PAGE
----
employee passes, however. In other words, a person
who received a direct appointment as an accountant
and later was promoted to budget examiner could not
be converted in the latter position as a result of com-
peting in an examination for accountant and auditor
positions.

Indefinite employees have until June 30, 1955, to
file for examinations no longer open to the general
public. Persons who are otherwise eligible for such
examinations, but are now serving in the Armed Forces,
will be permitted to file up to 30 days following
reemployment in the Federal service. All experience
up to the date of filing may be counted. The Com-
mission will send to employing agencies a list of
examinations for which late filing will be permitted,
and agencies in turn will make the information avail-
able to employees.

Special provisions have been made for veterans with
compensable service-connected disabilities. They do
not have to serve a full 3-year conditional period to
attain career standing, and they may qualify noncom-
petitively for conversion. Those who have completed
probation may be converted to full career standing on
recommendation of their agency and on passing a
noncompetitive examination, if they have not already
passed an examination appropriate for the position
held. Those who have not completed probation may
be converted to career-conditional on the same basis;
these employees attain full career standing on comple-
tion of the year of probation. The special provisions
for compensably disabled veterans will apply until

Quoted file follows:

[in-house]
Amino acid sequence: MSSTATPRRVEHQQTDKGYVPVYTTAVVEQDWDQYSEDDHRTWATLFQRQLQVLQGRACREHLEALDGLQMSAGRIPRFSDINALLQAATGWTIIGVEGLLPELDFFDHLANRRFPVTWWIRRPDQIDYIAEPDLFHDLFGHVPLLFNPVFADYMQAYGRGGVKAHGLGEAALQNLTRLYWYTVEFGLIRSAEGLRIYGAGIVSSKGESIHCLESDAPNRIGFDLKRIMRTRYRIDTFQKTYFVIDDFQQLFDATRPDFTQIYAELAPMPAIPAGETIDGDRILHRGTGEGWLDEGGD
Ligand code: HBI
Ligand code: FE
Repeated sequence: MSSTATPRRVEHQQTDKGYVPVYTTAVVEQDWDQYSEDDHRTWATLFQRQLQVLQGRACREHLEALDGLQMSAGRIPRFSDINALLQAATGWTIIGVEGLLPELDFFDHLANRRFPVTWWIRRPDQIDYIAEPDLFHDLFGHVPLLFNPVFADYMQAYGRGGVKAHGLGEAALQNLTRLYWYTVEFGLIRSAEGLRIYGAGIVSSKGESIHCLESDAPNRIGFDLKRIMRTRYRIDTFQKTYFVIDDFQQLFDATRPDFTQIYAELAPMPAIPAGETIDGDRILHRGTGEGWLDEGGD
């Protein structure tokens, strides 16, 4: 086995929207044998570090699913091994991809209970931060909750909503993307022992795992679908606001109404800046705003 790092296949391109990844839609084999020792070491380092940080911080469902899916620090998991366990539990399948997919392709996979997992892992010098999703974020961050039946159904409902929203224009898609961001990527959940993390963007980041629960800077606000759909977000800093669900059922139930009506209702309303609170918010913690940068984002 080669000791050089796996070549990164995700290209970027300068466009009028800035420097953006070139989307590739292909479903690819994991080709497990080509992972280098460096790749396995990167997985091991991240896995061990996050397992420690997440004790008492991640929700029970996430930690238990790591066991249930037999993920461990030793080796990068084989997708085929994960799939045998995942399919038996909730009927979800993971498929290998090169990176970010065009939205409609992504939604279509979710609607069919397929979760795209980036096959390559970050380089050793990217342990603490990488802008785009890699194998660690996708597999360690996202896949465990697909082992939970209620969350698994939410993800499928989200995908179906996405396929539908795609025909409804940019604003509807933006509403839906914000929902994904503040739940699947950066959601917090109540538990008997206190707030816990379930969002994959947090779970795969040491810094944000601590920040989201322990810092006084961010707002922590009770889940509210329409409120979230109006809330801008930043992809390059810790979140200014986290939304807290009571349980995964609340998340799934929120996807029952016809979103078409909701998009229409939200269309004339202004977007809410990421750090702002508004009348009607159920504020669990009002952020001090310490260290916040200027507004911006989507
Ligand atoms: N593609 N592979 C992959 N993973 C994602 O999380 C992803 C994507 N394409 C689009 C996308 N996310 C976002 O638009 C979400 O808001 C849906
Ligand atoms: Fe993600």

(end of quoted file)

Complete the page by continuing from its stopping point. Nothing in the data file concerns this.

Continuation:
December 31, 1957. They will apply not only to
present employees, but also to new employees who are
compensably disabled veterans.







Conversion actions will be based on agency per-
sonnel records which indicate whether appointment
was made from a civil-service list of eligibles.

COMPUTING CONDITIONAL SERVICE

Not all Federal service may be counted toward the
3-year conditional period. As a general rule, to be
creditable toward the conditional period, service must
date from contemporary appointment to a position in
the competitive service, or from appointment by selec-
tion in regular order from a civil-service register to a
position in the excepted service, and not include a
break in service of more than 30 days.
However, a person who held a contemporary posi-
tion in the excepted service when that position was
brought into the competitive service may count his
conditional service from the date of entry into the
excepted job.

RIGHTS UNDER NEW SYSTEM

Career
Career employees enjoy all of the rights and pri-
vileges previously accorded to so-called permanent
employees.
They may be promoted, reassigned to another job
in their agency, transferred to another agency, or rein-
stated without time limit after leaving the Federal
service, without again competing with the public.
Career employees who have completed probation
may be separated only for cause or in a reduction in
force. In a removal for cause, they must be presented
with charges in writing and be given an opportunity to
reply.
In a reduction in force, they are in the highest
retention preference group. If reached for separa-






tion in a staff reduction, they must be considered for
assignment to another job for which they are qualified
and which is held by a person in a lower retention
preference group. If they cannot be placed in this
manner, they are entitled to displace indefinite em-
ployees in their own or other agencies in the employ-
ment area.
For a year after separation in a staff reduction they
must be carried on their agency's reemployment
priority list and be considered for vacancies for which
they are qualified. For the same period, they are
entitled to priority referral by the Commission for
vacancies in other agencies.
If they transfer from a nondefense to a defense
agency, they are entitled to reemployment rights in the
nondefense agency. They are entitled to mandatory
restoration rights after military service, and for a year
after restoration may be removed only for cause. They
are covered by the Civil Service Retirement System.

Career-Conditional
Career-conditional employees enjoy many of these